CRAZY JUG TRAIL

Attractions: The road to Crazy Jug viewpoint offers a beautiful ride through a stand of ponderosa pines. From the point you can enjoy a panoramic view of Grand Canyon National Park looking into Tapeats Amphitheater. Crazy Jug Point offers a spectacular canyonlands panorama, with Fishtail Mesa to the west and Steamboat Mountain and Powell Plateau directly to the south. Here you will have a good opportunity to view wildlife, particularly squirrel, fox, deer, hawks, eagles, and several song bird species. This is the site of a large lightening-caused fire in 1996.

Fee: None

Access: Turn right on Forest Development Road (FDR) 461 114 miles south of Kaibab Plateau Visitor Center on AZ 67. Go 5.5 miles on FDR 461 to FDR 462; go right on FDR 462 for 3 miles to the intersection of FDR 22. Turn left for about 12 miles to FDR 425; turn right onto FDR 425 and follow this road for 10 miles to FDR 292; turn right onto FDR 292 for 1.5 miles, then turn left onto FDR 292B to the end of the road at Crazy Jug Viewpoint. All roads are suitable for passenger cars

Water and Facilities: None. Bring everything that you will need.

Round Trip from Jacob Lake: 64 miles

Length of Trail:22.5 Miles round trip to Crazy Jug Viewpoint, an additional 3 miles round trip to monument point.

Elevation: 7450 Feet

USGS map: (15′ Quad) Tapeats Amphitheater and Timp Point

Season: from late spring to late fall, depending on weather. Be prepared for summer thunderstorms.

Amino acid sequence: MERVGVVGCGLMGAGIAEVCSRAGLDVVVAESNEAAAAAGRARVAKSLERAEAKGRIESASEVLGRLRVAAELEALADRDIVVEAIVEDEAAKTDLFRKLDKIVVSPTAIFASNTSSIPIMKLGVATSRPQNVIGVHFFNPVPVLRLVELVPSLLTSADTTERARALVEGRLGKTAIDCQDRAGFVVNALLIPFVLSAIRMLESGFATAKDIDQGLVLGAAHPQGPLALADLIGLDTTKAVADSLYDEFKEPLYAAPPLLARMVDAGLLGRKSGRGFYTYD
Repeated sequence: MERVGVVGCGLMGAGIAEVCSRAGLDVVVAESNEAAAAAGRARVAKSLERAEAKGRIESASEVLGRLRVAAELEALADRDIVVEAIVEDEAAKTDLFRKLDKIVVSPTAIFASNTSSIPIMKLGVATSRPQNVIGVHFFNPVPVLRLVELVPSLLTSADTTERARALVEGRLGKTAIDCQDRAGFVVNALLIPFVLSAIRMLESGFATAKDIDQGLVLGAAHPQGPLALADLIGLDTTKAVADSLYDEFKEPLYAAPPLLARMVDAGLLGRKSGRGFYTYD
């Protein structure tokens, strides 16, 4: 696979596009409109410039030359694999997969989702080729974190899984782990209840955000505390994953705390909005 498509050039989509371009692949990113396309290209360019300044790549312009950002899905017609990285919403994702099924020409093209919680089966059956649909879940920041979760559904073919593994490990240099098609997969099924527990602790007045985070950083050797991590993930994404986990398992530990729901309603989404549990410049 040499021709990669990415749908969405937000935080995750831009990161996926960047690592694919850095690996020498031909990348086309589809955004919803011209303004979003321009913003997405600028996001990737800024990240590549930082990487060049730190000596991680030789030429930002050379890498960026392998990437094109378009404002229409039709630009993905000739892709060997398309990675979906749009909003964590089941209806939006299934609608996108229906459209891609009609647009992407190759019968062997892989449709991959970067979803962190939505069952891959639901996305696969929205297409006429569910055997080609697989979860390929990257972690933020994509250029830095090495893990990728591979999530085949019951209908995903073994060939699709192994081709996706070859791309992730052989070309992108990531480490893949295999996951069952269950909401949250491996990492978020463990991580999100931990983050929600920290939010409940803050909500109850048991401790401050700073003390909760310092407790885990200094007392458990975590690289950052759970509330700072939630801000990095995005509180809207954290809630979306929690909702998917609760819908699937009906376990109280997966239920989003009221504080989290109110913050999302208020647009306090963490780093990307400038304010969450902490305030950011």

Difficulty: Moderate to Strenuous

Use: Light

Information provided by the North Kaibab Ranger District

THE RULES OF THE RIDE

Though the North Kaibab Ranger District is wild and remote, it is nevertheless a fragile place. This primitive land has remained as beautiful- as it is because it is relatively free of human impact. You can make sure that you leave the area in as good a condition as you found it by practicing low-impact riding.

  • Share the trail; bikes should yield to horses and to hikers. On the roads, yield to other vehicles.
  • Stay on roads or trails designated as open to mountain bikes. Don’t ride cross‑country.
  • Don’t short cut or cut switchbacks.
  • Don’t cut ruts by riding on muddy trails or roads.
  • Heed trail closures and no trespassing signs.
  • Leave gates as you find them.
  • Mountain bikes are NOT permitted in wilderness areas.
  • Practice good “leave-no-trace” outdoor ethics.

More Views from Crazy Jug Point

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